Kisses & Punches: Remembering My Brother’s Authenticity
If you’d met my younger brother when he was little, say 5 or 6 or 7, there would have been no mistaking how he felt about you.
As soon as you were introduced, chances are he either would have planted a big, sloppy-wet kiss on your cheek … or stretched his arm out to the side and swung it like a baseball bat, right into your gut. Hard.
No pretense. No question about where you stood with him. I guess you could say he wore his emotions on his sleeve.
Steven, who would have been 40 today if he’d lived past 21, always was a kid of extremes. Small but scrappy. A serious risk-taker who also risked a lot for the people and things he cared about.
He loved speed, and his need for it progressed over the years. He lost or broke countless pairs of glasses jumping off the bike ramps he built. His skiing buddies called him “kamikaze” because he loved to ski straight down the hill with nary a single turn. His car no doubt took a beating from all the quick shifting into high gear.
He loved his friends. A poster-size picture of him and his BFFs smiles out into the bedroom that was his. He liked to do stuff to make those guys happy. Sometimes stupid stuff. He did even stupider stuff for girls.
I’m pretty sure he loved me, too. As we grew older, a huge gap in understanding widened between us. We were so different, but we certainly had our touchstone moments over the years. I’ve often said that we were five years, six grades and worlds apart, but we were never closer than the night he and I were home alone when the vet called. I, a teenager at the time, sat him on my lap to break the news. The split second I uttered the words, “Dusty died,” it was like someone had turned on the faucet full blast. He sobbed for a full 15 minutes. I’d had no idea how much he had loved that crazy cat.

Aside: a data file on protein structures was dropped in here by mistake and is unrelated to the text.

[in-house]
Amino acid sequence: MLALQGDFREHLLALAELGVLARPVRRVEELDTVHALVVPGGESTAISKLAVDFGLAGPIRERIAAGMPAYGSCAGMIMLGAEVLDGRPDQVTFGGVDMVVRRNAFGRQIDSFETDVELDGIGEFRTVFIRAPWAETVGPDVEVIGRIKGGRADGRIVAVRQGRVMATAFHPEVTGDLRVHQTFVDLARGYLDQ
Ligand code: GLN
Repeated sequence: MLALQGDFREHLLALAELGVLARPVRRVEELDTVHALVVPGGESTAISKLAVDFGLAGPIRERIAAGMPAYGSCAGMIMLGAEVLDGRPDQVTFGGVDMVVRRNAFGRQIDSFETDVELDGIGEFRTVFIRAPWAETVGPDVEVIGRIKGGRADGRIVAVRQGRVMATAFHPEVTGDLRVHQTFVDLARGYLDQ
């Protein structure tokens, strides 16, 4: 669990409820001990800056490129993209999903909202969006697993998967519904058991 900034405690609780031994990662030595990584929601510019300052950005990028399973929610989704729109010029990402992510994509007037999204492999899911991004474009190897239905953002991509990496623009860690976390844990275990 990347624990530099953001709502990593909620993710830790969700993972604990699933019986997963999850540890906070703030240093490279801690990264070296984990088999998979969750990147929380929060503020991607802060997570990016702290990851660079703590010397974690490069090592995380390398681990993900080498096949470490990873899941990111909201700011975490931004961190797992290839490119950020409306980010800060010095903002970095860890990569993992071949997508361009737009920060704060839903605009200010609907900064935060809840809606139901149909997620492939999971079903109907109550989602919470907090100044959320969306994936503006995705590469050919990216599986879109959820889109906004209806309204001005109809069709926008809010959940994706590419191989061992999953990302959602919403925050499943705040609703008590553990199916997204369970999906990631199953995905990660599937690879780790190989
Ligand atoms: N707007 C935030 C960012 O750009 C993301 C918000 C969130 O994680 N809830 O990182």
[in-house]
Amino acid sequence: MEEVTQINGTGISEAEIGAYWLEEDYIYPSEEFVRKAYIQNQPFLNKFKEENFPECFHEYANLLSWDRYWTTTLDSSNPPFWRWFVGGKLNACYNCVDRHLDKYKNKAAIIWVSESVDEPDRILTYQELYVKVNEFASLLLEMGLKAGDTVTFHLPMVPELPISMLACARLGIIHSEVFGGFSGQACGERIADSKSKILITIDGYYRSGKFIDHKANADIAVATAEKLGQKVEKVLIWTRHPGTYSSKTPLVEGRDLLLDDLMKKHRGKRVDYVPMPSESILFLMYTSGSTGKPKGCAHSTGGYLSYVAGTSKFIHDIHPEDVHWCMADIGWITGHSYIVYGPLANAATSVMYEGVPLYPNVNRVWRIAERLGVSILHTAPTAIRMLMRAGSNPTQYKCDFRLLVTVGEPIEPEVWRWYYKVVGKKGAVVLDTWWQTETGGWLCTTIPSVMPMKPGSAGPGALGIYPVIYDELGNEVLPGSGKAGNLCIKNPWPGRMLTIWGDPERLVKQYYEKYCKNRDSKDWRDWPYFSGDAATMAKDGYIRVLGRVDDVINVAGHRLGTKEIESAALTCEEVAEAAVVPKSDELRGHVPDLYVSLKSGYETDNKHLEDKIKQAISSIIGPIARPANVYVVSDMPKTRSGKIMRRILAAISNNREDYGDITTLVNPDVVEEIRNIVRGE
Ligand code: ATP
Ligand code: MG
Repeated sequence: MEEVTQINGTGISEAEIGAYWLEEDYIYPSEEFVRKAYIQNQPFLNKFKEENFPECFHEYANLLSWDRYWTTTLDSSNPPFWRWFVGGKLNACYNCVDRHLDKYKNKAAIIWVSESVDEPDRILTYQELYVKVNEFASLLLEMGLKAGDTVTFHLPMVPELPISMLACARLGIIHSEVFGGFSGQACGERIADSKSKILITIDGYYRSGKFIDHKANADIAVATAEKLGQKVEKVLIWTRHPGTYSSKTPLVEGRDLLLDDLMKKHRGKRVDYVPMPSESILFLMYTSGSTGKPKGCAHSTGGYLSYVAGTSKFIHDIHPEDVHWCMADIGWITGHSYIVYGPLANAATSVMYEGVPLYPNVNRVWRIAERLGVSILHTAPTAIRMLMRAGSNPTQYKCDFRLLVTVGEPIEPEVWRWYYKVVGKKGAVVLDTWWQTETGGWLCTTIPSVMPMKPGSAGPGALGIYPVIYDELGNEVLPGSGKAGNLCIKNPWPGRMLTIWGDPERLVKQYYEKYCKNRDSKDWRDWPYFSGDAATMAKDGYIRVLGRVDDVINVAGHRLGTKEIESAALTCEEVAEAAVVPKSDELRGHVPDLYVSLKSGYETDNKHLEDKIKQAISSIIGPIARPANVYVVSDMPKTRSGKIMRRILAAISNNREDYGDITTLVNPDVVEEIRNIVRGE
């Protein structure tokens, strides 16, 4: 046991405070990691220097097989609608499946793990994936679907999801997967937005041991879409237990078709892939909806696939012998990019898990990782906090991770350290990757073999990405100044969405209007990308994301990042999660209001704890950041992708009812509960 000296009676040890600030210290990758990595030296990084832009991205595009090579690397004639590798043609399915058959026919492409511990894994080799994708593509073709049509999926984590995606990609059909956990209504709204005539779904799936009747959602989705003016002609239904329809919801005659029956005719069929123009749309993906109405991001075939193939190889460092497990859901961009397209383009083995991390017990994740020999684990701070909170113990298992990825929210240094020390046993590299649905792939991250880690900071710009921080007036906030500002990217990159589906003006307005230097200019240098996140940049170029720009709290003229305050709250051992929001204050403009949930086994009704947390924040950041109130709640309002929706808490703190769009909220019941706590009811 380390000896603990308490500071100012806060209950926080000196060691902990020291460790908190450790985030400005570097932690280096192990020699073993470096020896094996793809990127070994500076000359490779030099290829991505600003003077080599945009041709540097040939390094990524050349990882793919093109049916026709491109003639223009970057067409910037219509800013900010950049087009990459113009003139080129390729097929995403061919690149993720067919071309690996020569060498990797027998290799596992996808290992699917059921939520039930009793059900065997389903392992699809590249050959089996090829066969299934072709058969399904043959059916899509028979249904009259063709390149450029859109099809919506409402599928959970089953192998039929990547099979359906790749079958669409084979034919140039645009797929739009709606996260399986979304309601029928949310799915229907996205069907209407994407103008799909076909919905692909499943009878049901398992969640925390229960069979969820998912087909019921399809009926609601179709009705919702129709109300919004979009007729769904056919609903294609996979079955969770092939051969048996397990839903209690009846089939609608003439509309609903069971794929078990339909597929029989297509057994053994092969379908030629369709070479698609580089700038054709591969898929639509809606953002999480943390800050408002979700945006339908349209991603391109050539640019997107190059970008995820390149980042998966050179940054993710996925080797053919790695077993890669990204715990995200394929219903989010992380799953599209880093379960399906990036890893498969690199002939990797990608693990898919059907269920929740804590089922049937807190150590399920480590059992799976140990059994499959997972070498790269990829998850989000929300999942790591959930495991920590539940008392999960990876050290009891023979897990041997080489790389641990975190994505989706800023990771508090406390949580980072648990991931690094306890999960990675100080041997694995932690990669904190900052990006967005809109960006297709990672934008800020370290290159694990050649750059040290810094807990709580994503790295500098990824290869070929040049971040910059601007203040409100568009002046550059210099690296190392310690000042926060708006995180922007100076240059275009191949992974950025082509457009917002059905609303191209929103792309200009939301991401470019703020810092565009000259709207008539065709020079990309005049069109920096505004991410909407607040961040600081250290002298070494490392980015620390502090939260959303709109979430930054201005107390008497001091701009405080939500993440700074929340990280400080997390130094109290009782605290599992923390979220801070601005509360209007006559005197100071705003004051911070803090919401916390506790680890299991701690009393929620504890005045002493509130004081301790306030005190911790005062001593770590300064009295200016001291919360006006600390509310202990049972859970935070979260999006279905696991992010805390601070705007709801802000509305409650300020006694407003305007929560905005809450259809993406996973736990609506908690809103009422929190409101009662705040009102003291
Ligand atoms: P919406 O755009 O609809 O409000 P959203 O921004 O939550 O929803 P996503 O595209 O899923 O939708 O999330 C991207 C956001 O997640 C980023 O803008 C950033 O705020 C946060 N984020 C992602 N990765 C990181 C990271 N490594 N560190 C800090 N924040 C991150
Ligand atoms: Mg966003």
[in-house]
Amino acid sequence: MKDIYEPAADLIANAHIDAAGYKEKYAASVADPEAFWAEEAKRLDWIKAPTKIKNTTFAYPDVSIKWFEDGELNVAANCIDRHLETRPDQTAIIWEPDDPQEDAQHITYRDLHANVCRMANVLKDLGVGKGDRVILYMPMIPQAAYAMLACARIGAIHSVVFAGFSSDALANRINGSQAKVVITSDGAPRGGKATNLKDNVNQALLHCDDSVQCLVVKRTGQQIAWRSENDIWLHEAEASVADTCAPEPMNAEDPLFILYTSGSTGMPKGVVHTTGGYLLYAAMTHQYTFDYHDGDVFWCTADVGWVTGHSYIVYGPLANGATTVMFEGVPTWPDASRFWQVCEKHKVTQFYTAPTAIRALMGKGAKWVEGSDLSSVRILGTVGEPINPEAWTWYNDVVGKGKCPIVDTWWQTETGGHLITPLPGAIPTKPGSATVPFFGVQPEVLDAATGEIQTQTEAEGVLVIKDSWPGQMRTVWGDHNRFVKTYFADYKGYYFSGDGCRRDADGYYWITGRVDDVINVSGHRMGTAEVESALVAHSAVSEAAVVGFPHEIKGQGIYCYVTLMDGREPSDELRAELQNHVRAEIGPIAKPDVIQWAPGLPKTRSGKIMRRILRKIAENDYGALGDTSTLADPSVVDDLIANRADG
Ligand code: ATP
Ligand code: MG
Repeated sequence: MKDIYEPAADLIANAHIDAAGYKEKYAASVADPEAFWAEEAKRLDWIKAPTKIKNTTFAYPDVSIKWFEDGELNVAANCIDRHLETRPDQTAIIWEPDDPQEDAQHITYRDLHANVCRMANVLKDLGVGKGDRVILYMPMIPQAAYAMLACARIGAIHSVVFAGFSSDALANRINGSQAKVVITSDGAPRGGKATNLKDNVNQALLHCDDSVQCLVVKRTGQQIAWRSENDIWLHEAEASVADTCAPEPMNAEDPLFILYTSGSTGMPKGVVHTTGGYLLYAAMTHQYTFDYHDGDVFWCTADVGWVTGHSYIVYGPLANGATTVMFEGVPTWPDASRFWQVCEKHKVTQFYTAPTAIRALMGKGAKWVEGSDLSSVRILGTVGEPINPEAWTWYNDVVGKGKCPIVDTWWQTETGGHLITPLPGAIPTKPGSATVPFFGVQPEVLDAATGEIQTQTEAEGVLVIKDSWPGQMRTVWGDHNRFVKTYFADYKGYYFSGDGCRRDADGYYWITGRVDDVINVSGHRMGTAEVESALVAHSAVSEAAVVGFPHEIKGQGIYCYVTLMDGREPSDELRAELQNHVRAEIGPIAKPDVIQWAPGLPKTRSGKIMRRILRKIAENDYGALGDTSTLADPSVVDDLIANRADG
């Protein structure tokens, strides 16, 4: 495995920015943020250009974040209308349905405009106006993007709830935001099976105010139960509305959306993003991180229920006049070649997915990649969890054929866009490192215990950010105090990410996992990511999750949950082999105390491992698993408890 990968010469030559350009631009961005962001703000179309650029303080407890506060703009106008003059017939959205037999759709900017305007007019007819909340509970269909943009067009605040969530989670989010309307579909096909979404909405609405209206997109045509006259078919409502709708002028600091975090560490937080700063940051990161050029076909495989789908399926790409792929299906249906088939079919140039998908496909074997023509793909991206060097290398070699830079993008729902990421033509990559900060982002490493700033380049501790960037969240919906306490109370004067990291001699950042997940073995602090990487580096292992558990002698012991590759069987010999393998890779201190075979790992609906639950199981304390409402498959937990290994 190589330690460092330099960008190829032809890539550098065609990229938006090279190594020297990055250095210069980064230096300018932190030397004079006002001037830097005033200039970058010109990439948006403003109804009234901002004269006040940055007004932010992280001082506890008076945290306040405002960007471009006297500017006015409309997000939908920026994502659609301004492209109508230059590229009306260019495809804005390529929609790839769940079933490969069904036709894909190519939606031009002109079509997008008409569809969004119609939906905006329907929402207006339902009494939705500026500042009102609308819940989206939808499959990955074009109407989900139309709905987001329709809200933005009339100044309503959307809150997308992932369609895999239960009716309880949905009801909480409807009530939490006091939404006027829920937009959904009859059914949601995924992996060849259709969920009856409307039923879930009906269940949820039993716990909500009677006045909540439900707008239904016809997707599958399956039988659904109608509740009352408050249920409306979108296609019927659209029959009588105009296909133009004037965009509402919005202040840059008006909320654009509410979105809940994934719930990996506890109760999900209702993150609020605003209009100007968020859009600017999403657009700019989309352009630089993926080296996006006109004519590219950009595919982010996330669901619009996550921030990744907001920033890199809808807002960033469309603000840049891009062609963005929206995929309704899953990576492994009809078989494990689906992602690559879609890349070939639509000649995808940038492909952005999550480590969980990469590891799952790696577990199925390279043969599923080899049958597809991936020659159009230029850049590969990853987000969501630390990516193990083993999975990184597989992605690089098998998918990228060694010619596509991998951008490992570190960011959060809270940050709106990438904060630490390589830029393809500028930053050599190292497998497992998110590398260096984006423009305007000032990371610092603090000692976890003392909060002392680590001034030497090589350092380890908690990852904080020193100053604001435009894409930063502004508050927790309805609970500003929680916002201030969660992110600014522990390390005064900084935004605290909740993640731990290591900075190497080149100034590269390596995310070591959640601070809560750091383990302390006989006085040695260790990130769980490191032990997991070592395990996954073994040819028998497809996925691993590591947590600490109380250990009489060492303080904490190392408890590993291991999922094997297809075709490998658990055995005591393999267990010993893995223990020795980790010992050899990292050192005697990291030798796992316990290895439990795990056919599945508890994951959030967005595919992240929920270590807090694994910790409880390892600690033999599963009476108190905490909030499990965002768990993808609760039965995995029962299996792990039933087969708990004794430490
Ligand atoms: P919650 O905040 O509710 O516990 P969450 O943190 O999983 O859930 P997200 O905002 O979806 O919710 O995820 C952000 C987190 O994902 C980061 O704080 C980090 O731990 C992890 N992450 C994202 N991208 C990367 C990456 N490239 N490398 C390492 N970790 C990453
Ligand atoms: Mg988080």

I was reminded of all this and more a couple of weeks ago when, at picnic back in my hometown, I went over to say hello to the family who lived two doors down from mine while I was growing up.
Twice that evening, our neighbors brought me to tears with memories of my brother as a little boy. Tales of him playing the neighborhood sentry, stopping cars at random checkpoints. Tales of him tearing up our bucolic streets, first on his bike then in his car. Tales of times he let show the extraordinary sensitivity that lay beneath his angry exterior.
After years of seriously negative behavior, Steven spent the last months before his fatal car accident channeling all that emotional energy into a seriously positive pursuit: training to be an emergency medical technician.
He loved riding with the ambulance crew. I suspect rushing out on urgent calls appealed to his strong desire to help people and gave him the adrenaline rush he so badly craved. The experience changed his whole outlook. After years of barely interacting with our parents, he began excitedly waking them at 1 a.m. to tell them about his shift. A young adult of extremes.
You see, he never really stopped wearing his emotions on his sleeve.
In what ways are you totally authentic? In what ways do you want to be?